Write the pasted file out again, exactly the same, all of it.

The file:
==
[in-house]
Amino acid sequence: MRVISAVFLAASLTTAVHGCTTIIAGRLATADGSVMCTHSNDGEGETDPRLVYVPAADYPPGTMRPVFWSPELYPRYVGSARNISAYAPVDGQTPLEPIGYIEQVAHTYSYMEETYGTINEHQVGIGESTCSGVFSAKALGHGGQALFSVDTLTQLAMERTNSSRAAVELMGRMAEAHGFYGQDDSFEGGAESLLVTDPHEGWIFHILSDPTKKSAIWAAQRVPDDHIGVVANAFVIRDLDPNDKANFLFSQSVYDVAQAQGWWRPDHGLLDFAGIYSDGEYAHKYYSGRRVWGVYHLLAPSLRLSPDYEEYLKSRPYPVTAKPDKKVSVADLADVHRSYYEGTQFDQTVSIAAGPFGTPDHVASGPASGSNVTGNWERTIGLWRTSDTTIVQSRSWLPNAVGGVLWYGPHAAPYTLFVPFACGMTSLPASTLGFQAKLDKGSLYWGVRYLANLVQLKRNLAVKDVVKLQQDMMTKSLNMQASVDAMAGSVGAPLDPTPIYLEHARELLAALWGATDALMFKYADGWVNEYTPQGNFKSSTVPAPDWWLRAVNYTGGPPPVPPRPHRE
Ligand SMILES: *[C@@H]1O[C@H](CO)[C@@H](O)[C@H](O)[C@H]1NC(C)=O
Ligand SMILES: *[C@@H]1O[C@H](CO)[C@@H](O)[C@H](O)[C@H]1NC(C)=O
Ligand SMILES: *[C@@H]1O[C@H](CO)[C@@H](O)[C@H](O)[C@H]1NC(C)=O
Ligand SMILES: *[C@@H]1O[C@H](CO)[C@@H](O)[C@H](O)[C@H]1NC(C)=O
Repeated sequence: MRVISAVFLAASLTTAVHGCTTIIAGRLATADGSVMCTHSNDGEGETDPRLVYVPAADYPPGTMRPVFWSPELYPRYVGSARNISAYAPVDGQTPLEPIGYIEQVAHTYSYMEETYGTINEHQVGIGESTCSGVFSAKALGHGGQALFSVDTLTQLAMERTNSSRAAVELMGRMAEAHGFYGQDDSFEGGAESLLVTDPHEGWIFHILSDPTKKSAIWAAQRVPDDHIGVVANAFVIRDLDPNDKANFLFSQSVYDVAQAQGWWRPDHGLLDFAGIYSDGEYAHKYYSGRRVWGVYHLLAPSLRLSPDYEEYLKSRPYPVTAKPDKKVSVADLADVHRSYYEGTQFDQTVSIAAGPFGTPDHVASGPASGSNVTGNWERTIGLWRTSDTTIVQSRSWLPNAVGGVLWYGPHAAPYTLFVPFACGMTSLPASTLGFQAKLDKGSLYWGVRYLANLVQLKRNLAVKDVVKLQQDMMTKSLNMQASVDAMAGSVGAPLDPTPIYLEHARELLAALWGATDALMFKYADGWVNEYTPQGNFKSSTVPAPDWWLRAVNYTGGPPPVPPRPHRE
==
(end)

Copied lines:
[in-house]
Amino acid sequence: MRVISAVFLAASLTTAVHGCTTIIAGRLATADGSVMCTHSNDGEGETDPRLVYVPAADYPPGTMRPVFWSPELYPRYVGSARNISAYAPVDGQTPLEPIGYIEQVAHTYSYMEETYGTINEHQVGIGESTCSGVFSAKALGHGGQALFSVDTLTQLAMERTNSSRAAVELMGRMAEAHGFYGQDDSFEGGAESLLVTDPHEGWIFHILSDPTKKSAIWAAQRVPDDHIGVVANAFVIRDLDPNDKANFLFSQSVYDVAQAQGWWRPDHGLLDFAGIYSDGEYAHKYYSGRRVWGVYHLLAPSLRLSPDYEEYLKSRPYPVTAKPDKKVSVADLADVHRSYYEGTQFDQTVSIAAGPFGTPDHVASGPASGSNVTGNWERTIGLWRTSDTTIVQSRSWLPNAVGGVLWYGPHAAPYTLFVPFACGMTSLPASTLGFQAKLDKGSLYWGVRYLANLVQLKRNLAVKDVVKLQQDMMTKSLNMQASVDAMAGSVGAPLDPTPIYLEHARELLAALWGATDALMFKYADGWVNEYTPQGNFKSSTVPAPDWWLRAVNYTGGPPPVPPRPHRE
Ligand SMILES: *[C@@H]1O[C@H](CO)[C@@H](O)[C@H](O)[C@H]1NC(C)=O
Ligand SMILES: *[C@@H]1O[C@H](CO)[C@@H](O)[C@H](O)[C@H]1NC(C)=O
Ligand SMILES: *[C@@H]1O[C@H](CO)[C@@H](O)[C@H](O)[C@H]1NC(C)=O
Ligand SMILES: *[C@@H]1O[C@H](CO)[C@@H](O)[C@H](O)[C@H]1NC(C)=O
Repeated sequence: MRVISAVFLAASLTTAVHGCTTIIAGRLATADGSVMCTHSNDGEGETDPRLVYVPAADYPPGTMRPVFWSPELYPRYVGSARNISAYAPVDGQTPLEPIGYIEQVAHTYSYMEETYGTINEHQVGIGESTCSGVFSAKALGHGGQALFSVDTLTQLAMERTNSSRAAVELMGRMAEAHGFYGQDDSFEGGAESLLVTDPHEGWIFHILSDPTKKSAIWAAQRVPDDHIGVVANAFVIRDLDPNDKANFLFSQSVYDVAQAQGWWRPDHGLLDFAGIYSDGEYAHKYYSGRRVWGVYHLLAPSLRLSPDYEEYLKSRPYPVTAKPDKKVSVADLADVHRSYYEGTQFDQTVSIAAGPFGTPDHVASGPASGSNVTGNWERTIGLWRTSDTTIVQSRSWLPNAVGGVLWYGPHAAPYTLFVPFACGMTSLPASTLGFQAKLDKGSLYWGVRYLANLVQLKRNLAVKDVVKLQQDMMTKSLNMQASVDAMAGSVGAPLDPTPIYLEHARELLAALWGATDALMFKYADGWVNEYTPQGNFKSSTVPAPDWWLRAVNYTGGPPPVPPRPHRE